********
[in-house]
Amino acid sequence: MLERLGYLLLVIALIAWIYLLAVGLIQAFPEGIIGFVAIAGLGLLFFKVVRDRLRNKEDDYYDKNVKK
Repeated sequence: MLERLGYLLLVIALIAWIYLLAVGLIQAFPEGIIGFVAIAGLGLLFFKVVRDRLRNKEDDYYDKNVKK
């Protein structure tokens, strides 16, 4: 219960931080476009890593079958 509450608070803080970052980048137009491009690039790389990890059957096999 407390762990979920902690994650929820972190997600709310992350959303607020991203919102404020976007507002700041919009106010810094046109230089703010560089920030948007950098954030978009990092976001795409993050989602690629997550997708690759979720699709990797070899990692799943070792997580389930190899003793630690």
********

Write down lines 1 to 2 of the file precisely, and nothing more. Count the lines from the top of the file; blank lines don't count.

[in-house]
Amino acid sequence: MLERLGYLLLVIALIAWIYLLAVGLIQAFPEGIIGFVAIAGLGLLFFKVVRDRLRNKEDDYYDKNVKK